May 2, 2018. The Post and Courier.
The Charleston area is an increasingly unaffordable place for too many local residents to live. That’s hardly news to tens of thousands of people who struggle to pay rent or find a reasonably priced home close to where they work.
So it’s not surprising there was broad consensus regarding the housing crisis at this year’s Nehemiah Action Assembly, an annual event hosted by the Charleston Area Justice Ministry.
Each of the nine local politicians in attendance offered non-binding support for a nine-step plan created by the justice ministry that it developed based on research into practices that generated positive results in other cities.
Among other initiatives, the justice ministry has called for Charleston, North Charleston and Mount Pleasant to dedicate a percentage of their annual budgets to a regional housing trust fund that would be leveraged with other investments to dramatically increase the supply of affordable housing units in the area.
Funding will certainly be needed. To that end, Charleston voters approved $20 million last year to fund affordable housing projects throughout the city. Mount Pleasant is exploring creating a nonprofit to develop and manage housing. North Charleston should come up with its own plan.
But more money isn’t the only way to solve the problem. Overly restrictive zoning laws, regulatory costs and a public backlash against overdevelopment also drive up housing costs and limit supply.
Recently, the tri-county region has gained about 50 new residents each day, or more than 18,000 per year.
It may feel like development is keeping pace with that growth. It seems like a new neighborhood or apartment complex breaks ground every other week. Sprawl is expanding at an alarming rate toward the fringes of the region, exacerbating congestion and threatening quality of life.
But the area has only permitted an average of about 5,000 new single-family homes and about 2,700 new apartments per year over the past three years, according to federal Department of Housing and Urban Development data. In other words, we aren’t building nearly enough new housing to support all of those new residents.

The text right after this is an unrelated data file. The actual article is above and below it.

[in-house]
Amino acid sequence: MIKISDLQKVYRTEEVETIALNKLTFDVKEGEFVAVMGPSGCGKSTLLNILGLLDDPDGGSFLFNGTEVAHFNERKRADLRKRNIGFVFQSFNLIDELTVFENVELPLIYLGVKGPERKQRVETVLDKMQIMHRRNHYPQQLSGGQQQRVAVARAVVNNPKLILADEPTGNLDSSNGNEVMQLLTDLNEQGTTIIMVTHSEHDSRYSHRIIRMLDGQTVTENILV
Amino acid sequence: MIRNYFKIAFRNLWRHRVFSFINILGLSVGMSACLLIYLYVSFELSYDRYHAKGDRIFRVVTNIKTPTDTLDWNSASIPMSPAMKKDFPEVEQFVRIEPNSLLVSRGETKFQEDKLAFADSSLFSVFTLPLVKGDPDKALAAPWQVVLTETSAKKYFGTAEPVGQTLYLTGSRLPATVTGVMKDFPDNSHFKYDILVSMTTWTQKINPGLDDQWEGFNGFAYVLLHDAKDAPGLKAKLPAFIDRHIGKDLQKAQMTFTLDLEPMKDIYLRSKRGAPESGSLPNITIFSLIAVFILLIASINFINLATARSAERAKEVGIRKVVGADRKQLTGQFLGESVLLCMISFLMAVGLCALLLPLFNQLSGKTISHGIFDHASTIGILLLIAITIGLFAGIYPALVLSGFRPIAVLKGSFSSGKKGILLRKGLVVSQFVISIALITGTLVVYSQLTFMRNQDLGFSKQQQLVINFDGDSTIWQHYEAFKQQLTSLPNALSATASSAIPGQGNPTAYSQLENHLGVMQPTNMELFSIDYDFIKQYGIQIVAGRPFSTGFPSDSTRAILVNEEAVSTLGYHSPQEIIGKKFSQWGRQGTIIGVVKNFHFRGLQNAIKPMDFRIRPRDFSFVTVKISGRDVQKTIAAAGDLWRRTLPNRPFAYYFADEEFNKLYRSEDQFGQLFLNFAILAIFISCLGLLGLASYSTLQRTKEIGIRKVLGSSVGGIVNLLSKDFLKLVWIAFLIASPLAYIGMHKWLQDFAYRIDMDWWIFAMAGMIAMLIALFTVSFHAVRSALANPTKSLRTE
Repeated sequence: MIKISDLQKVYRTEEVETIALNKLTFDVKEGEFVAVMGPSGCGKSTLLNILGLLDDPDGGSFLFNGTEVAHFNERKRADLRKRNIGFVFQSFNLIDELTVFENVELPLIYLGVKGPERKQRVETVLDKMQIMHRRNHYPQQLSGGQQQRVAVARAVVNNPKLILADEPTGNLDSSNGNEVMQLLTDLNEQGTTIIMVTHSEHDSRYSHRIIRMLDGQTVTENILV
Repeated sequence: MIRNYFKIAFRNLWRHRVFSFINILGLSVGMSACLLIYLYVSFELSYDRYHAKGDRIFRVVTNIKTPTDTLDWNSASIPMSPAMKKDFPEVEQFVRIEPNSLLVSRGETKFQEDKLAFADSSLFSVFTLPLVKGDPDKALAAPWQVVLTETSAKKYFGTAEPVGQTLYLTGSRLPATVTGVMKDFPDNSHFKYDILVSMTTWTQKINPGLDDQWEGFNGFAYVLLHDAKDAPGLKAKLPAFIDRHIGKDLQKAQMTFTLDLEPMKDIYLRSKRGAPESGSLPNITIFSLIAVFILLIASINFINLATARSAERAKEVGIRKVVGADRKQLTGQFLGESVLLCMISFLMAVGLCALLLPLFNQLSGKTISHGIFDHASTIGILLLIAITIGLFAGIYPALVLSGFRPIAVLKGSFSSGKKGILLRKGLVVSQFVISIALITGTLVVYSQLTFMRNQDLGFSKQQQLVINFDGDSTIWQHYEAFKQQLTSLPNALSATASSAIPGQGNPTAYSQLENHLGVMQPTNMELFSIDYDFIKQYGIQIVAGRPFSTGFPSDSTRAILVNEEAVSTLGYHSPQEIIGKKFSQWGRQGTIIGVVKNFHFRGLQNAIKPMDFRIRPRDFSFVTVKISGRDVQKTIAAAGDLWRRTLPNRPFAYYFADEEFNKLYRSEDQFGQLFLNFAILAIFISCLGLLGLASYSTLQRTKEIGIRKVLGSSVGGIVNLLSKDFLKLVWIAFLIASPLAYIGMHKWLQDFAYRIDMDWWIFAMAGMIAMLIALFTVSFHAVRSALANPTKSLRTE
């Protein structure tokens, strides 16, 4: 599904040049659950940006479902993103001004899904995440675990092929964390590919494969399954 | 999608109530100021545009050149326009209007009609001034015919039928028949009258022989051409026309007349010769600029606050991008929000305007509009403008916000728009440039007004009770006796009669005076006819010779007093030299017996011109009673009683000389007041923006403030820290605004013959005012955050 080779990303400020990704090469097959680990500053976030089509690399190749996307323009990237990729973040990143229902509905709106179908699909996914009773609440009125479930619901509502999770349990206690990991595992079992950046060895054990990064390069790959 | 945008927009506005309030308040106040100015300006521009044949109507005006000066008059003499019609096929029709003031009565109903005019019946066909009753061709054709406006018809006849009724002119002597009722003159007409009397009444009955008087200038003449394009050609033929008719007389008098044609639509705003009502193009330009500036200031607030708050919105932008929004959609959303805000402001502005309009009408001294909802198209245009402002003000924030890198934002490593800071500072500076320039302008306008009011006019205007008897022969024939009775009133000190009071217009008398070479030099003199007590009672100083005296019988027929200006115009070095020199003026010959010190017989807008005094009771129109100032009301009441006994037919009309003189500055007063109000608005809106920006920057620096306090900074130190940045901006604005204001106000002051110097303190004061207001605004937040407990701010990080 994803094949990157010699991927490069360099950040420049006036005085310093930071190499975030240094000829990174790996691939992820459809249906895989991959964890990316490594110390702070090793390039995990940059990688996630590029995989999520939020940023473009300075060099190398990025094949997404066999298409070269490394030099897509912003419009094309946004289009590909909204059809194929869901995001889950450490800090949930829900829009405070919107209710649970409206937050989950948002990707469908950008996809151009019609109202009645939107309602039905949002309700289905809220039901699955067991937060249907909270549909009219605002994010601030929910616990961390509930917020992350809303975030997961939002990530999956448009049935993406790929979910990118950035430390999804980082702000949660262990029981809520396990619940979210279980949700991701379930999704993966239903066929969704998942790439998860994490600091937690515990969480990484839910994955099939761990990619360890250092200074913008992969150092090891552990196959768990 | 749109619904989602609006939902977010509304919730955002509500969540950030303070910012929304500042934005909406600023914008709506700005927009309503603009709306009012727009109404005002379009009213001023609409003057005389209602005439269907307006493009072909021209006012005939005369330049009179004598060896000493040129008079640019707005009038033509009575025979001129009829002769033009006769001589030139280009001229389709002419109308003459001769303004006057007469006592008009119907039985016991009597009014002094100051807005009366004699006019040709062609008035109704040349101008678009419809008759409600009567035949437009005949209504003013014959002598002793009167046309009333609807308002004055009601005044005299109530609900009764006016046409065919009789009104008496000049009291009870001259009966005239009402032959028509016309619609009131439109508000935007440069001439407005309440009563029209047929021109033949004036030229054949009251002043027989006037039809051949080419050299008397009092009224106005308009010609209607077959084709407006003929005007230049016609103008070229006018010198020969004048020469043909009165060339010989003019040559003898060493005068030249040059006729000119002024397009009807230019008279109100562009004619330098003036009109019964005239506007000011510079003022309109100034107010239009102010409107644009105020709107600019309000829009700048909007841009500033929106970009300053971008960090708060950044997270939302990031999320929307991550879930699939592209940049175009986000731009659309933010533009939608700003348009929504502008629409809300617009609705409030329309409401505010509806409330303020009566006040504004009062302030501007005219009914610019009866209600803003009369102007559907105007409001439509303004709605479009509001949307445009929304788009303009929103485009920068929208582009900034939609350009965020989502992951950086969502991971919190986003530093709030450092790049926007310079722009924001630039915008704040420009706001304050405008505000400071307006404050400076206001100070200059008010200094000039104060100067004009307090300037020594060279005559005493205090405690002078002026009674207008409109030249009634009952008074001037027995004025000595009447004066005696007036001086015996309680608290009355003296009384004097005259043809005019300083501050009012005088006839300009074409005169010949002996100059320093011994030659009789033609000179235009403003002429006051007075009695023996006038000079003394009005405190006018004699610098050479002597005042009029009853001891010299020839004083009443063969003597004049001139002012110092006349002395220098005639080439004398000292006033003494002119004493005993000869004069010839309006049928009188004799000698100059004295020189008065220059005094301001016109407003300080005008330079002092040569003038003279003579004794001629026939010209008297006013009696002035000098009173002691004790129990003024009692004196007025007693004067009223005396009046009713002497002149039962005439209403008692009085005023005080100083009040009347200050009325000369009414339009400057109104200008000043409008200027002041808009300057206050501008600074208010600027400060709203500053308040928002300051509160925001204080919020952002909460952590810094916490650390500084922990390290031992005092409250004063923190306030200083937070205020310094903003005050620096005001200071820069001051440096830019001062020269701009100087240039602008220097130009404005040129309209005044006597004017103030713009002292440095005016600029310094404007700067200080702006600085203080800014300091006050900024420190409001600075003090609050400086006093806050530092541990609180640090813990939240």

There are other, more complex factors behind rising home prices, of course. Some of the increase has to do with neighborhood desirability, school zones, commute times, flooding problems and myriad other issues. Studies in other cities have shown that supply and demand alone are not sufficient to explain housing cost.
But it makes sense that we can’t even begin to tackle the cost problem until we address supply. Of course building thousands of new homes and apartments without creating other problems like traffic gridlock or flooding requires a sensible, forward-thinking approach.
It will require slightly increased density in areas near the urban core or situated along current or future transit lines. It will require investments in walkability and bikability and a priority for building mixed-use communities and infill development. It will require funding and implementing planned infrastructure upgrades on schedule.
All of those goals are achievable — but only with regional cooperation. And that regional focus is the most critical component of the justice ministry effort. Charleston’s housing crisis is a regional problem. It’s going to require a regional solution.
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